The App Economy Creates Almost Half A Million Jobs In The USA Since 2007

According to TechNet, a bipartisan network of tech-related CFO’s, the “App Economy” has created approximately 466,000 jobs in the United States since its creation in 2007. The “App Economy” is defined as the market for applications and the technology and services necessary to bring create and distribute them. The classification encompasses applications in the enterprise, web, cloud, and mobile areas.

The state with the highest percentage of these jobs is California, with 23.8 percent, while the metro area with the highest percentage is the New York/Long Island/Northern New Jersey area with 9.2 percent.

In addition to firms such as Zynga, who focus solely on apps, some of the jobs included in this economy are app infrastructure jobs with core firms such as Facebook, Google, and Apple. Others include app-related jobs at companies such as Amazon, AT&T, and Electronic Arts.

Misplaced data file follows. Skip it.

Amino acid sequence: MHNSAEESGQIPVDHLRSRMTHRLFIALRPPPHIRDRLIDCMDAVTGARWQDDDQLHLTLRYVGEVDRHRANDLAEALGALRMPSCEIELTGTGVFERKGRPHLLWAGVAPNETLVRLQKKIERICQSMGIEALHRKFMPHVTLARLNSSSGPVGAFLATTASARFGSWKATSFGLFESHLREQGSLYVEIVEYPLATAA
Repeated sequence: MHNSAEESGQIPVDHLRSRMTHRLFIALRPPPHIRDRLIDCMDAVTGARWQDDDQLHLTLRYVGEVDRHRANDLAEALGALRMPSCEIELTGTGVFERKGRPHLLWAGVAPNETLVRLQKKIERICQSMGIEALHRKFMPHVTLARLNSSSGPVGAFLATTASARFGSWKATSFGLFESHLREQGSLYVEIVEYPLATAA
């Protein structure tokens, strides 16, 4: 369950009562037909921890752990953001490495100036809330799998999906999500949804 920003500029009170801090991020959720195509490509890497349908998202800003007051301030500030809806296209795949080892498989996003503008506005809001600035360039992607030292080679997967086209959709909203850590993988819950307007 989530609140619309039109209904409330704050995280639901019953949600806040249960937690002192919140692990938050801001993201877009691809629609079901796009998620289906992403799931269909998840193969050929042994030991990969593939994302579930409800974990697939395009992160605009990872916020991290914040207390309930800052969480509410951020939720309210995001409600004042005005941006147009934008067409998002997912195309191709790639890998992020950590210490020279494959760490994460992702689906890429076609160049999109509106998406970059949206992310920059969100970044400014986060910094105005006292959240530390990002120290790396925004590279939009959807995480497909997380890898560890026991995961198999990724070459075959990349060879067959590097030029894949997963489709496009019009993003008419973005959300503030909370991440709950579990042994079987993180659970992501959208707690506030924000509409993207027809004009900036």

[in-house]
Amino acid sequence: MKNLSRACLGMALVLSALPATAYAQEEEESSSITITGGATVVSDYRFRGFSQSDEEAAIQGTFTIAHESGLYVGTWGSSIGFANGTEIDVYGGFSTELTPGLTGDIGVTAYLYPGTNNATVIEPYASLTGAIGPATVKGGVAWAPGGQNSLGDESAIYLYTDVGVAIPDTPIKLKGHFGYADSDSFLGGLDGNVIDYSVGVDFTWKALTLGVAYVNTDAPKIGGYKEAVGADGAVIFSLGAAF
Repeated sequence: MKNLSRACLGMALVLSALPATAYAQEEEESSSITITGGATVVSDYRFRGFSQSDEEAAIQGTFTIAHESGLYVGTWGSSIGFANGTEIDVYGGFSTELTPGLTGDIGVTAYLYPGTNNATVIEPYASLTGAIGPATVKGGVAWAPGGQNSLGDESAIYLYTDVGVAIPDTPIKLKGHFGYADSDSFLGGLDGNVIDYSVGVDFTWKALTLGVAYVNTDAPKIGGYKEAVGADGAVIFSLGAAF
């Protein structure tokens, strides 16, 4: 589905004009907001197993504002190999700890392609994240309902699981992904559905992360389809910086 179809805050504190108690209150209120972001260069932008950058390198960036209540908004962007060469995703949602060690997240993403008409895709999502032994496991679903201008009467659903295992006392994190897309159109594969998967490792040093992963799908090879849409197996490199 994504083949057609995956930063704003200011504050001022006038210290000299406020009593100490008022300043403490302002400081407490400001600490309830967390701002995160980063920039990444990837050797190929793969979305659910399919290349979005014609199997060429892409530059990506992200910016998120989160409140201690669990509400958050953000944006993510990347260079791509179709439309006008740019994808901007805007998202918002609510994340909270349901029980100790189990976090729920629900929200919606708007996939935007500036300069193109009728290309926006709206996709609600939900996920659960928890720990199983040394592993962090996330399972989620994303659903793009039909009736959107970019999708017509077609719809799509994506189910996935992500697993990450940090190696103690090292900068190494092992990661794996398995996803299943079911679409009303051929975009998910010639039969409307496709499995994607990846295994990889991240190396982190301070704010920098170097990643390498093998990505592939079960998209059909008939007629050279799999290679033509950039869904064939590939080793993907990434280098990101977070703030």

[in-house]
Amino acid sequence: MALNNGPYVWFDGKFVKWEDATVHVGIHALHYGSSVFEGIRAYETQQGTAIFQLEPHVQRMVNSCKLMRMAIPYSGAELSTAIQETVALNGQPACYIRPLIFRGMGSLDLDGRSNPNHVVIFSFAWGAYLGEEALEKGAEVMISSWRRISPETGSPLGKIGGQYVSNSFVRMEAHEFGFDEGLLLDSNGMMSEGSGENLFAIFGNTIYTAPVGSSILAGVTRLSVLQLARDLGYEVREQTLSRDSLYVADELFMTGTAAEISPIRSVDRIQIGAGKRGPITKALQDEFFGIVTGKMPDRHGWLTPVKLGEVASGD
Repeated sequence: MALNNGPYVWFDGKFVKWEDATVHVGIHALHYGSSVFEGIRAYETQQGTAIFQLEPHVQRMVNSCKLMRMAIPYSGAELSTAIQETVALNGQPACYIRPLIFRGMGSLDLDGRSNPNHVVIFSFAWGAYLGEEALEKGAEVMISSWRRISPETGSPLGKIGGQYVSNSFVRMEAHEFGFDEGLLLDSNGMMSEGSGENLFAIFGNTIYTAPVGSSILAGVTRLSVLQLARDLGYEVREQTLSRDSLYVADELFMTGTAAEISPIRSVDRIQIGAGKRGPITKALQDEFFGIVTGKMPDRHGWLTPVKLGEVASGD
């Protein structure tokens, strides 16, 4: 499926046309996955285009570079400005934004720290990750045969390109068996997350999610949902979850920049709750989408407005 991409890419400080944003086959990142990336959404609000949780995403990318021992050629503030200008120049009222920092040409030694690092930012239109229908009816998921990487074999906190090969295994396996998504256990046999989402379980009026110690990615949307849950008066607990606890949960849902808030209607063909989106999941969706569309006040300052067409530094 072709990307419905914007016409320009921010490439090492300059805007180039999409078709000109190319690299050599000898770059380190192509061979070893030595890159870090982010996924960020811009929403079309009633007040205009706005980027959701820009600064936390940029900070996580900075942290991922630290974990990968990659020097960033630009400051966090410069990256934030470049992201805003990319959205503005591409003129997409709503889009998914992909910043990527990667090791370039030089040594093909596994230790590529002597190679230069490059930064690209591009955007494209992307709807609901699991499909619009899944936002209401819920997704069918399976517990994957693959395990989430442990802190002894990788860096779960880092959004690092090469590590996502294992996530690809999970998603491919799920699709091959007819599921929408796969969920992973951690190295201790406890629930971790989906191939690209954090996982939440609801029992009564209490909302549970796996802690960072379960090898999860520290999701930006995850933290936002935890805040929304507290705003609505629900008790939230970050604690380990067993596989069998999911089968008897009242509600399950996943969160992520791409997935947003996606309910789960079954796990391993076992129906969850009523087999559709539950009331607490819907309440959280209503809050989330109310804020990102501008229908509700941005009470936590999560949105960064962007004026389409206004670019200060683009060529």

These jobs include programming, user interface design, marketing, management, and support staff. The economy is so new that it is difficult to accurately track through traditional methods. Consequently, much of the research came from the Conference Board Help Wanted OnLine database.

According to Rey Ramsey, CEO and President of TechNet, “America’s Apps Economy, which had zero jobs just five years ago before the iPhone was introduced, demonstrates that we can quickly create economic value and jobs through cutting-edge innovation.”

The prevalent opinion among those involved with the Application Developers Alliance, which is a trade association for the App development industry, the industry is poised for exponential growth in the coming years. The demand for apps is becoming so great that developers have already started to mine high schools for future employees.

IBM currently partners with the City of New York in a high school called Pathways in Technology Early College High School, or “P-TECH.” Students graduate high school with an associate degree in the IT field.

,

No comments yet.

Leave a Reply

This site uses Akismet to reduce spam. Learn how your comment data is processed.